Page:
FILE - Las Vegas Sands Chairman and CEO Sheldon Adelson (Credit: AP)
In a thoughtful opinion piece on how the Democratic Party has changed over the years, casino mogul and philanthropist Sheldon Adelson tried to explain why the party to which he and his family had once so loyally adhered "left" him, not the other way around.
Adelson, who serves as chairman and CEO of the Las Vegas Sands Corporation, which owns the famed Venetian Resorts in both Macao and Las Vegas, recalled his humble beginnings as part of an immigrant family in a not-so-affluent neighborhood of Boston. Adelson and his parents along with other relatives believed in charity, self-reliance and accountability -- all hallmarks, the mogul maintains were once part of the Democratic Party in the 1930s and 1940s.
He noted that at the time, Republicans were considered wealthy elitists who did not care much for issues concerning the Jewish people, and that many times, their country clubs even banned Jews from entering. Adelson explains his upbringing in his Wall Street Journal article this way:
When members of the Democratic Party booed the inclusion of God and Jerusalem in their party platform this year, I thought of my parents.
They would have been astounded.
The immigrant family in which I grew up was, in the matter of politics, typical of the Jews of Boston in the 1930s and '40s. Of the two major parties, the Democrats were in those days the more supportive of Jewish causes.
Indeed, only liberal politicians campaigned in our underprivileged neighborhood. Boston's Republicans, insofar as we knew them, were remote, wealthy elites ("Boston Brahmins"), some of whose fancy country clubs didn't accept Jews.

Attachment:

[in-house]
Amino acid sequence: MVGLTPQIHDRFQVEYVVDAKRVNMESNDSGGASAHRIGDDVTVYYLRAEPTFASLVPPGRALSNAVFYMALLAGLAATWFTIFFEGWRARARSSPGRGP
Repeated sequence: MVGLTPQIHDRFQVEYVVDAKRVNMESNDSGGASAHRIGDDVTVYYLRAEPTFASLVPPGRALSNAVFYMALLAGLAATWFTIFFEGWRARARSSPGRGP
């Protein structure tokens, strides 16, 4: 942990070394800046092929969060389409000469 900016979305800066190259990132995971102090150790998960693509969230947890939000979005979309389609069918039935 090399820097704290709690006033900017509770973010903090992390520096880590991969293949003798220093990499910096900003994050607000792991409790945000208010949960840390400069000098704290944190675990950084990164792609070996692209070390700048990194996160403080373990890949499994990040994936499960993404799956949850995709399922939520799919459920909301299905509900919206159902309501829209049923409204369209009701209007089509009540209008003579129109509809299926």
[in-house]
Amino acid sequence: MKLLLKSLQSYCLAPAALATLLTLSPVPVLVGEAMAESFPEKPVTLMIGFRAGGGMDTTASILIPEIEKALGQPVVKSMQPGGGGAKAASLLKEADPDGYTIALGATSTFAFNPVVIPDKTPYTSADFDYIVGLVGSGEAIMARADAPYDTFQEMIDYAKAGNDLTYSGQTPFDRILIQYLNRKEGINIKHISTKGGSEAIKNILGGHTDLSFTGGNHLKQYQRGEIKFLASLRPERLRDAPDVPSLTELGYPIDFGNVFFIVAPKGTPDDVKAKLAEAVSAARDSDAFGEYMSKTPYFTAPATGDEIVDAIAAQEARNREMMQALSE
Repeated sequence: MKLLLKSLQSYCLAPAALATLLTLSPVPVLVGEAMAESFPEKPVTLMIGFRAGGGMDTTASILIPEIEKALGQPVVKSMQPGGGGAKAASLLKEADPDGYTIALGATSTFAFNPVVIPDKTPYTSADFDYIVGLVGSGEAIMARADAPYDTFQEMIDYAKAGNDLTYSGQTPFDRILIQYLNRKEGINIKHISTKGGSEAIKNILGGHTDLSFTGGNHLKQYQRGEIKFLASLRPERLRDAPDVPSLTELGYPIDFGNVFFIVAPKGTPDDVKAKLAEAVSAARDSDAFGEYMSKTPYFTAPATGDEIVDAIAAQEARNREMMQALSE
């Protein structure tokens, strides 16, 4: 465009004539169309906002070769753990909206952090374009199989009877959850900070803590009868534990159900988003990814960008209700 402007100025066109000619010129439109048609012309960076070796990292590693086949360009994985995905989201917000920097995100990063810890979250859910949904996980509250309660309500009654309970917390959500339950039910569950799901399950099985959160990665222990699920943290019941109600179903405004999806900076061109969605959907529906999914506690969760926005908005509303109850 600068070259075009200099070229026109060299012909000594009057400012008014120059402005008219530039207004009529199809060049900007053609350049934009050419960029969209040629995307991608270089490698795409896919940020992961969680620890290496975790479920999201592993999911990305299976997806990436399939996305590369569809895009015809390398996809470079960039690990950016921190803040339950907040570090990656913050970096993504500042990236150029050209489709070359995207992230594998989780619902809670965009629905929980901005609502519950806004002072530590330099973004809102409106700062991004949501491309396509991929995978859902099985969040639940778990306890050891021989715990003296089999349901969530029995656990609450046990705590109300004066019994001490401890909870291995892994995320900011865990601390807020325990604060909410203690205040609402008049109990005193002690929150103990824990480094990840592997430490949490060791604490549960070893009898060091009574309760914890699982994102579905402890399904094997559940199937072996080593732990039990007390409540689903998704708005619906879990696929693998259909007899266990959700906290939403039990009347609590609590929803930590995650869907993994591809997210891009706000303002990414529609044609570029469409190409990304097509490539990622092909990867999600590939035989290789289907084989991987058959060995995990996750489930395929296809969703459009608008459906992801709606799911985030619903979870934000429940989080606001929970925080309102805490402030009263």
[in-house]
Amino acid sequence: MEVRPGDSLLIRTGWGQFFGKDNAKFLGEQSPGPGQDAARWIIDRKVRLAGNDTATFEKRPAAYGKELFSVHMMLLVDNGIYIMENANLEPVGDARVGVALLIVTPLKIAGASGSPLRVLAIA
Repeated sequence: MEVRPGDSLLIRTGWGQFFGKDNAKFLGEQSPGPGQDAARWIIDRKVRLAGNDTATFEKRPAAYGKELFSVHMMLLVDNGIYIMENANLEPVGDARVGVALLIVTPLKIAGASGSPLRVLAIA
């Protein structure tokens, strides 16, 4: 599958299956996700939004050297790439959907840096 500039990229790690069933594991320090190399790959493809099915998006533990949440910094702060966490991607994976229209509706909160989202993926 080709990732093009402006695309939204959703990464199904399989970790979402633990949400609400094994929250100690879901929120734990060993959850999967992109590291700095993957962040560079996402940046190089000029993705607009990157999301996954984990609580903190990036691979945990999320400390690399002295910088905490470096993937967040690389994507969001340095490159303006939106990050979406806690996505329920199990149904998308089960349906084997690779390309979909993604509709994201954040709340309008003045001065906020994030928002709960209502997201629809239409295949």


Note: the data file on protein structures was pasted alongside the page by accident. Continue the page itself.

It therefore went without saying that we were Democrats. Like most Jews around the country, being Democrat was part of our identity, as much a feature of our collective personality as our religion.
Adelson then goes on to explain why he left the party, and, unlike his critics claim, it isn't because he "got wealthy" or because he "didn't want to pay taxes or because of some other conservative caricature."
"No, the truth is the Democratic Party has changed in ways that no longer fit with someone of my upbringing."
One example Adelson points to is the Democratic Party's "new attitude toward Israel."
"Nowhere was this change in Democratic sympathies more evident than in the chilling reaction on the floor of the Democratic convention in September when the question of Israel's capital came up for a vote," the entrepreneur writes.
"Anyone who witnessed the delegates' angry screaming and fist-shaking could see that far more is going on in the Democratic Party than mere opposition to citing Jerusalem in their platform." He also observed that there is, today, "a visceral anti-Israel movement among rank-and-file Democrats," something that his parents' generation "would not have ignored." He adds:
Another troubling change is that Democrats seem to have moved away from the immigrant values of my old neighborhood—in particular, individual charity and neighborliness. After studying tax data from the IRS, the nonpartisan Chronicle of Philanthropy recently reported that states that vote Republican are now far more generous to charities than those voting Democratic. In 2008, the seven least-generous states all voted for President Obama. My father, who kept a charity box for the poor in our house, would have frowned on this fact about modern Democrats.
Democrats would reply that taxation and government services are better vehicles for helping the underprivileged. And, yes, government certainly has its role. But when you look at states where Democrats have enjoyed years of one-party dominance—California, Illinois, New York—you find that their liberal policies simply don't deliver on their promises of social justice.
Adelson, who has truly achieved the American dream and elevated himself from poverty and in turn, "created jobs and work benefits for tens of thousands of families," said he feels obligated to speak out in support "of the American ideals I grew up with—charity, self-reliance, accountability."
"These are the age-old virtues that help make our communities prosperous. Yet, sadly, the Democratic Party no longer seems to value them as it once did. That's why I switched parties, and why I'm now giving amply to Republicans."
The staunch Republican ceded that while he doesn't always agree with his adopted party on every position, as he is "liberal on several social issues," he believes "there is enough common cause with the party for me to know I've made the right choice."
"It's the choice that, I believe, my old immigrant Jewish neighbors would have made."
Adelson's article can be read in its entirety here.